WHERE THE CRAWDADS SING

by Delia Owens

In a quiet town on the North Carolina coast in 1969, a young woman who survived alone in the marsh becomes a murder suspect. Read by Cassandra Campbell. 12 hours, 12 minutes unabridged.

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3 positive comments

2 neutral comments

0 negative comments

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What people are saying on Twitter (sample)

  • This one is late in posting, but the November book of the month is Where the Crawdads Sing by Delia Owens.… https://t.co/HB7RI96038
  • @MohamedMOSalih Where the Crawdads Sing by Delia Owens. Such a beautiful book, I loved it!
  • Book #83: I just read "Where the Crawdads Sing" for the #50BookPledge https://t.co/PjFe7jZGEv via @savvyreader
  • @SavidgeReads Spotted Where the Crawdads Sing on your shelf... absolutely stunning book, easily one of my favorite… https://t.co/VMPSHH4JfJ
  • @sarahgdougherty Read “where the crawdads sing” ... it’s a book. And it’s good. You’ll love it. Xoxo
  • 6 positive comments

    0 neutral comments

    4 negative comments

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    What people are saying on Amazon (sample)

    • This is one of the most moving, caring, emotional novels I have ever read. I read this book only because I had met Delia and have read her wildlife books she wrote with husband Mark Owens. After starting the book this was all I could think about for days. Kya's life become part of mine and the characters ceased to live on the page... they were alive with me and I was in the marsh, feeling every feather - the air, creatures and the plants. Jumpin' became a trusted friend and so many moments touched my very soul. I should not have been surprised as Delia has a great style in her wildlife books that I love to read. But a novel like this is not my normal read. Maybe I need to now reconsider what I choose as this book stopped me cold and made me rethink a lot that happened in my life. Delia touched the human soul with her behavioral descriptions. She is not only a respected wildlife scientist, she is a human behaviorist and understands more about the human condition that just about anyone else I know. This is a tremendous treasure of a book and I'm sure it's staying in my read again list for a long time. Highly recommend the book.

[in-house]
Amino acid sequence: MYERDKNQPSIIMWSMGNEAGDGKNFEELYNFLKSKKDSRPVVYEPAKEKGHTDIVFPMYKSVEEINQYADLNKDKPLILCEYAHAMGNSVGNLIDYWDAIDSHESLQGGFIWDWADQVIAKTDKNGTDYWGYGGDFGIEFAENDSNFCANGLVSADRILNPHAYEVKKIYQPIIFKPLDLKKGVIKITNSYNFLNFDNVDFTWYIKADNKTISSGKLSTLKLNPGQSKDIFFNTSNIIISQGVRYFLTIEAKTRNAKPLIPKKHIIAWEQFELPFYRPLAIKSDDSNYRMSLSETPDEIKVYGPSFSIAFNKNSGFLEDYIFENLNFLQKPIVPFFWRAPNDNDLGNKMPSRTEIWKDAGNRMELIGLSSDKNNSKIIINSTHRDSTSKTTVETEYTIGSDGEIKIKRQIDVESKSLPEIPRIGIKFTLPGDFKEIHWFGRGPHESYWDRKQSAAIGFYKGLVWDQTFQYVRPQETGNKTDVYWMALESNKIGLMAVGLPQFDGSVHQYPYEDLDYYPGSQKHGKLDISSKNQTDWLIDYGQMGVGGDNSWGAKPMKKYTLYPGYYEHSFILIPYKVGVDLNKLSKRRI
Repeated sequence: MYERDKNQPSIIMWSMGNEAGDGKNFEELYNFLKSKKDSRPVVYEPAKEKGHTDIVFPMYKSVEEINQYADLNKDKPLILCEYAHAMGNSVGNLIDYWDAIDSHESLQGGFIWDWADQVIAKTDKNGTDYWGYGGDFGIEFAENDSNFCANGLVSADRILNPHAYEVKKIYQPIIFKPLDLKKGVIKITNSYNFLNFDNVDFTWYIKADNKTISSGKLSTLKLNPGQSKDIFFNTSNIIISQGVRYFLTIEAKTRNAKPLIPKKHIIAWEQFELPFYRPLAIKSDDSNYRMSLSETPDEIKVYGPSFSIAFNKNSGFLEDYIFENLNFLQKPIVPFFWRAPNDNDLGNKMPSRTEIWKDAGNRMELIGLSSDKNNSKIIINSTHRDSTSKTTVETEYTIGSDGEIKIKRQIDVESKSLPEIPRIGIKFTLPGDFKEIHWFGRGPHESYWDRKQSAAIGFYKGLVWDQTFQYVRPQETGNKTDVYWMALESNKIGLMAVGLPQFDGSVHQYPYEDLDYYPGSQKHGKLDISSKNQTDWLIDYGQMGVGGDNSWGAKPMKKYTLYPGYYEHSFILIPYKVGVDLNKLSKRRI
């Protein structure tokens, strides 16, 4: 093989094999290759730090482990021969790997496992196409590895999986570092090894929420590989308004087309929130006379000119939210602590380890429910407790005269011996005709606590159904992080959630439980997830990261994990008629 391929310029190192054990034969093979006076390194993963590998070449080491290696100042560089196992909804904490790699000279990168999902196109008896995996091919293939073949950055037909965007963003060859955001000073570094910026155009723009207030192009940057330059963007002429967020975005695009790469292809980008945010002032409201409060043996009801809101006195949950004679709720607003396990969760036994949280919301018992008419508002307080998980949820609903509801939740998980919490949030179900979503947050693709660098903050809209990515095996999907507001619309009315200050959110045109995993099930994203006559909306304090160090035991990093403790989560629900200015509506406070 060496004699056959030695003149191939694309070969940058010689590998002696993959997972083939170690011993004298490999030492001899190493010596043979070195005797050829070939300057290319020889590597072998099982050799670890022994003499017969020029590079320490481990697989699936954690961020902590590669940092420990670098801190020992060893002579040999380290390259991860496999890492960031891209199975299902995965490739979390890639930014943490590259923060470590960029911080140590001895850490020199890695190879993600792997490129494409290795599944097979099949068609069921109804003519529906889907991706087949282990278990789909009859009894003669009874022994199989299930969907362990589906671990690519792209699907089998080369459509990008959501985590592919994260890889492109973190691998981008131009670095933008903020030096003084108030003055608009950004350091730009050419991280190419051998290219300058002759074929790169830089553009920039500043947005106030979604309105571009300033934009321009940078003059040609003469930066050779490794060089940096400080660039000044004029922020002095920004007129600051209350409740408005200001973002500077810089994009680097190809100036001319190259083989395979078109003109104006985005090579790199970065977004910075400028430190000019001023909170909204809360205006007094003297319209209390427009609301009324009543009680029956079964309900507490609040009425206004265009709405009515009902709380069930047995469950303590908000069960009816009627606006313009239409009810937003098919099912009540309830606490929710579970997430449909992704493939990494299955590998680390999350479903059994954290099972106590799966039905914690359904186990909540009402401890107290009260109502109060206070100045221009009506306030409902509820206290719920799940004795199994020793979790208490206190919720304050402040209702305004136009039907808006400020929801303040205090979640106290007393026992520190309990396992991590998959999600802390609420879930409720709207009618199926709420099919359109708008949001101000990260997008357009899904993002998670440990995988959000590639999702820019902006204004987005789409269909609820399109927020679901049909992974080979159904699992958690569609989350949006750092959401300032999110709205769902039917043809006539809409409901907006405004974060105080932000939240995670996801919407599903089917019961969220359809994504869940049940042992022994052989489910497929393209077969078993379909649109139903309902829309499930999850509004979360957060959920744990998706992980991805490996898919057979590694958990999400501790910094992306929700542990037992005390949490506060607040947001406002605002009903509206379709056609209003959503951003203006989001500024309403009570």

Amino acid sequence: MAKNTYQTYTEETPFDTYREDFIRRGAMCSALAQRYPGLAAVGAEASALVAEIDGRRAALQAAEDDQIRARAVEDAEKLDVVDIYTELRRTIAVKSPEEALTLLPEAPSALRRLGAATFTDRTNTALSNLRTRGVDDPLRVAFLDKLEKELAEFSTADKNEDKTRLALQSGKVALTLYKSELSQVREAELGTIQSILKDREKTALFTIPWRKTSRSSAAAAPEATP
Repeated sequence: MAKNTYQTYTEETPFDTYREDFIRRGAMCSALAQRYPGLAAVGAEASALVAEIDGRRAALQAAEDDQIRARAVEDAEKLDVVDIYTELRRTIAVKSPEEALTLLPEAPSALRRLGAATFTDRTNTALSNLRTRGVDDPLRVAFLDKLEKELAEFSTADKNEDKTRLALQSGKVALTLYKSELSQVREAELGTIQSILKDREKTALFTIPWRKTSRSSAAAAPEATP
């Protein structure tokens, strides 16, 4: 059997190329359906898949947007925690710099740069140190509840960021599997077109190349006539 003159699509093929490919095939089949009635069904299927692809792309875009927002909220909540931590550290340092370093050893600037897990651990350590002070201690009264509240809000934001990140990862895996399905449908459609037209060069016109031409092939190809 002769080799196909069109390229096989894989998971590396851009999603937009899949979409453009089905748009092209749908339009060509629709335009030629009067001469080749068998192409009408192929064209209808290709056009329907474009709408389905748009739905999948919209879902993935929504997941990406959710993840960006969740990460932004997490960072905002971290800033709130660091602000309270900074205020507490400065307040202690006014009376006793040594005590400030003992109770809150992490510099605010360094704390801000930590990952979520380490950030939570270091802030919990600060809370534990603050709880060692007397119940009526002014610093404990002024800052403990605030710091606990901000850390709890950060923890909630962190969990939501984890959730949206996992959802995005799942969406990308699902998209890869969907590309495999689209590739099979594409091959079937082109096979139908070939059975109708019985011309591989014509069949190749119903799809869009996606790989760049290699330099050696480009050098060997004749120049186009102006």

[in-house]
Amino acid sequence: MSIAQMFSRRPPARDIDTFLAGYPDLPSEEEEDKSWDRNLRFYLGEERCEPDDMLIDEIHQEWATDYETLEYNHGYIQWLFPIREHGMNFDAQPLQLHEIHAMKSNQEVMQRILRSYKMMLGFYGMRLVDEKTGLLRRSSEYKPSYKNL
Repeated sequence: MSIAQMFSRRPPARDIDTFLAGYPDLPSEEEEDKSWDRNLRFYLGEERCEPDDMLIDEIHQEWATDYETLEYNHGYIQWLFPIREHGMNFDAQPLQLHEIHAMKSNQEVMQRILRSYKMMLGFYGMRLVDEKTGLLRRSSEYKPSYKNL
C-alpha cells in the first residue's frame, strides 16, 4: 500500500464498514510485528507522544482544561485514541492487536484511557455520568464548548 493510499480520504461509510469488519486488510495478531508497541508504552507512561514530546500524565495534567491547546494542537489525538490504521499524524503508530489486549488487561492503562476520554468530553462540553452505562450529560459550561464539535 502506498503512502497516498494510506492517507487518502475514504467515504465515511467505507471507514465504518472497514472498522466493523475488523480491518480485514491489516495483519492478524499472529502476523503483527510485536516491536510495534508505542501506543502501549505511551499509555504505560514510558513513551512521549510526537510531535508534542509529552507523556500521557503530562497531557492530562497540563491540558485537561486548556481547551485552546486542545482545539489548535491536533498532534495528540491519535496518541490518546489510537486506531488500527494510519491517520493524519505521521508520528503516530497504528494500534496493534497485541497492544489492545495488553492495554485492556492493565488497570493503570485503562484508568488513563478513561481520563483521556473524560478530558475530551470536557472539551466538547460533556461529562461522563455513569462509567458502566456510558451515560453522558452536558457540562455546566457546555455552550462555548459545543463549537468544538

• My favorite book of the year by far. So beautifully written. No skimming over sections in this book. I devoured every single word. I laughed, I cried (a lot) and most importantly thought differently about life - mine and everyone else's. I became the character of Kya, desperately alone and forced to try to eke out an existence on her own in the marshes. The marshes are their own separate character, but despite the fact that I am freaked out by insects and mud and most other creepy crawlies, I could actually imagine myself enjoying the Carolina experience, hard as it was. You will root for Kya, I did, sometimes shouting out loud- You Go Girl!!!!! I read this book in one day and can't stop thinking about it. There are several clues to the surprise ending if you pay attention to the details. This is a KEEPER!
    • Started reading it 10am and finished 8pm! Could not put it down. Main characters are easy to get to know (so you think) and the story draws you in from the start! I look forward to more from this author!! Read this Book!
    • I loved this book from the very first sentence to the very last sentence.The prologue begins in 1969 in the Marsh. From the first few sentences describing it “Marsh is a space of light, where grass grows in water, and water flows into the sky” you are pulled into the wonderful descriptive writing. But then we soon learn that we are being introduced to the Marsh through the discovery of a body, that of Chase Andrews.Then we are taken back to 1952. Kya, six years old, watches her ma walking away from the house. She is wearing her fake alligator skin high heels and carrying a blue train case. Ma always turned around to wave when she reached the road, but this time she didn’t. That was the last time Kya saw her mother.As her brothers and sisters leave one by one, Kya is left to fend for herself. Sometimes her pa is around and sometimes he isn’t. Kya learns to survive in the marsh.I can’t even begin to describe the life Kya leads, without giving anything away. I don’t want there to be any spoilers because it unfolds so beautifully in the book.The story is everything, heartbreaking, heartwarming, lyrical, moving, tragic and uplifting. I fell in love with Kya, her strength, her simple goodness.Highly recommend.I received an ARC of the book.
    • This book had so many fantastic reviews. I was looking forward to reading it but quickly became disillusioned. I'm from NC and have never heard anyone talk with the type of accents Ms. Owens chose for her characters. It seems like a small thing but it was extremely distracting, and eventually became ridiculous, especially because the characters somehow switched back and forth between speaking like Mark Twain's Jim to perfect English. It made me wonder if the author has ever been to our fair state. The story was good enough, albeit predictable, and it's obvious the author did her research on marsh life. I learned quite a few wildlife facts that were interesting. The conversations just kept me wrinkling up my nose with distaste and I ended the book on a sour note.